It's amazing what can happen when "nothing happens, nobody comes, nobody goes." It's amazing how a play 37 years old can seem so pungent and so fresh. And so funny. It's still more astonishing, in hindsight of course, that so few people understood it when it opened at the Theatre de Babylone in Paris in 1953.
How smart we have grown.
We've obviously, en masse , caught up with Samuel Beckett's "Waiting for Godot." The most remarkable aspect of the production that opened over the weekend at Taper, Too under the direction of Joseph Chaikin, is to show us how the play has not lost a dram of its stature or a whit of its wit.
Didi's and Gogo's cogitations on that barren stretch of ground under that single leafless tree are as comic and resonant as ever. And it isn't just because Shabaka's Didi (full name Vladimir) and Sam Tsoutsouvas' Gogo (Estragon) are such appealing counterparts. It's all there in the words.
Still, Shabaka and Tsoutsouvas also know how to make them live. Shabaka's Didi is all itchy crotch and vague philosophy. He stares in the distance a lot as he discourses, idly scanning the horizon for Godot in spite of himself. When he smiles at Gogo it's an unclouded smile--the joy of recognition and of companionship. Without missing a beat, he periodically examines the inside of his bowler hat, running a hand over his head, as if somewhere between the two there's going to be a gnawing insect that he's bound to catch.
Tsoutsouvas' Gogo is involved with other parts of his anatomy. His feet hurt as much as they stink and he's not sure about this Godot fellow that they're waiting for. Didi can't really remember why they're waiting for Godot, and Gogo's pretty sure that he's not even met him. It's not fear that we see in his eyes or hear in his voice exactly. Just discomfort. And perplexity.
Someone does come, eventually, but it's not Godot. The overbearing Pozzo (Robert Machray) and his satirically named slave, Lucky (Leif Tilden), a human wreck, crisscross this landscape as vociferous examples of Godot's worst handiwork: The master troubled by the servant (the rich troubled by the poor?), even as he taunts and humiliates him. That the meek might inherit the earth rings like an abiding, malicious threat in Pozzo's internal ear.
Tilden's presence, on a tether, carrying his master's heavy bags, has all the external wretchedness of the maltreated pariah. But the extraordinary speech he is required to deliver when Pozzo orders him to "think" was too loose-jointed at Saturday's performance. It needs compression and build--a spiraling agony--that was only nominally in place.
Machray's portliness, on the other hand, enhances his tyrannical Pozzo, who becomes hedonism made flesh, augmenting Beckett's notion of temporal man's defiance of the gods and odds. His tossing off of the bones takes on quite another dimension. When he returns blind and raging the next day, and falls over the now mute Lucky, the impossibility of his rising unaided from the ground seems absolutely real, and his unrepentance meaner than ever. It's a strong performance made stronger by a purely physical circumstance that Machray smartly is game to exploit.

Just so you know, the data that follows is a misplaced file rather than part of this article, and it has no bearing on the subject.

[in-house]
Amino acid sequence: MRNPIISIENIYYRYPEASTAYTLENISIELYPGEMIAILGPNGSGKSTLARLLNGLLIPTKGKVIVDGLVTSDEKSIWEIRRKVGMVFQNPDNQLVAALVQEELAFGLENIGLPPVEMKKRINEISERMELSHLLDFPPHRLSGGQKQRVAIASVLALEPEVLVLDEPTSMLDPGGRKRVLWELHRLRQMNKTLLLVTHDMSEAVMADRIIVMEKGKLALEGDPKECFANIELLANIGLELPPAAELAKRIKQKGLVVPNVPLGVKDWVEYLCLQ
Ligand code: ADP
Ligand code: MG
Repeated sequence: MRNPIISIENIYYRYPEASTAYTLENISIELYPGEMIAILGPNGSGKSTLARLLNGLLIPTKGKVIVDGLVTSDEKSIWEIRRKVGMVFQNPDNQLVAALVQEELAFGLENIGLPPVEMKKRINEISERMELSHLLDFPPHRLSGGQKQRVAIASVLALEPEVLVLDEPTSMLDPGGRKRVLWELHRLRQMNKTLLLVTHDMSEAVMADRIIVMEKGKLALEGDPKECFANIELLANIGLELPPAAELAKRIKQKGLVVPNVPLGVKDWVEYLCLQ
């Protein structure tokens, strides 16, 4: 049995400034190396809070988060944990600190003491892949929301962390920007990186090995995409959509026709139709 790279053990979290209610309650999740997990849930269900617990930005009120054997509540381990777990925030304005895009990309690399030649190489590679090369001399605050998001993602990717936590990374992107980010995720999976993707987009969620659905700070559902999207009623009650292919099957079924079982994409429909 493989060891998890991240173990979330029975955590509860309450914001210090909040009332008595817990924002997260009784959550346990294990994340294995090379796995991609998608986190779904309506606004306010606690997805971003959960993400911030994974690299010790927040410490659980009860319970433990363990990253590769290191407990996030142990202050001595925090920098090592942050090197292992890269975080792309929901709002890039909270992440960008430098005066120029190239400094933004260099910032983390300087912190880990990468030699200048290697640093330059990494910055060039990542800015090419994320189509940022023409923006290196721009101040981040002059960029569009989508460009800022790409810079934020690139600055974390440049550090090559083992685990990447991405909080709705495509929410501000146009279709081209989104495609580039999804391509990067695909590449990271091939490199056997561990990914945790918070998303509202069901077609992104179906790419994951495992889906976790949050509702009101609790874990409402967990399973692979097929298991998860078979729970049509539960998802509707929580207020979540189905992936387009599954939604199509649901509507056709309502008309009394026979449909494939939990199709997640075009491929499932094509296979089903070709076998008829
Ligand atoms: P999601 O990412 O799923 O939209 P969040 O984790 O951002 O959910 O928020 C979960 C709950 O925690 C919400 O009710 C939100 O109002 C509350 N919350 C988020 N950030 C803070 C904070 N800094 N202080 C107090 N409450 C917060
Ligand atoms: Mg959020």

Throughout the play, of course, is woven that silver thread of redemption vs. damnation--behind Pozzo's relationship to Lucky; behind the words of the young boy (Damon Motley) who delivers occasional messages from the absent Godot; in Didi's reminder that there is at least one semi-credible account that, of the two thieves who flanked the Savior on the cross, one was saved and one not.
This is a play full of echoes and indirection, of the uncertainty of reward or, from one day to the next, simple cognition. Didi and Gogo's consideration of suicide (the ultimate temptation and civil right) is bungled by circumstance (a tree limb that would break before the rope could kill them) and, more specifically, that blasted, inextinguishable fear of reprisals.
There is in this production yet another, even more subliminal echo: the fact that it is directed by the excellent Chaikin, who knows all about sudden corporal change. Chaikin, who is aphasic after having a stroke a few years back, must surely relate to Lucky's speech about "the personal God who . . . from the heights of divine apathia, divine athambia, divine aphasia loves us dearly, with some exceptions for reasons unknown. . . .
But "Godot" is also a play that one is better off watching not for its "meaning" but for its sheer entertainment value. It's bewildering how so much underlying seriousness could be presented to so thoroughly intrigue and amuse.
At the John Anson Ford Theatre, 2580 Cahuenga Blvd. East, Hollywood, Tuesdays through Sundays, 8 p.m.; matinees Saturdays and Sundays, 2:30 p.m. Ends April 1. Tickets: $16; (213) 972-7392).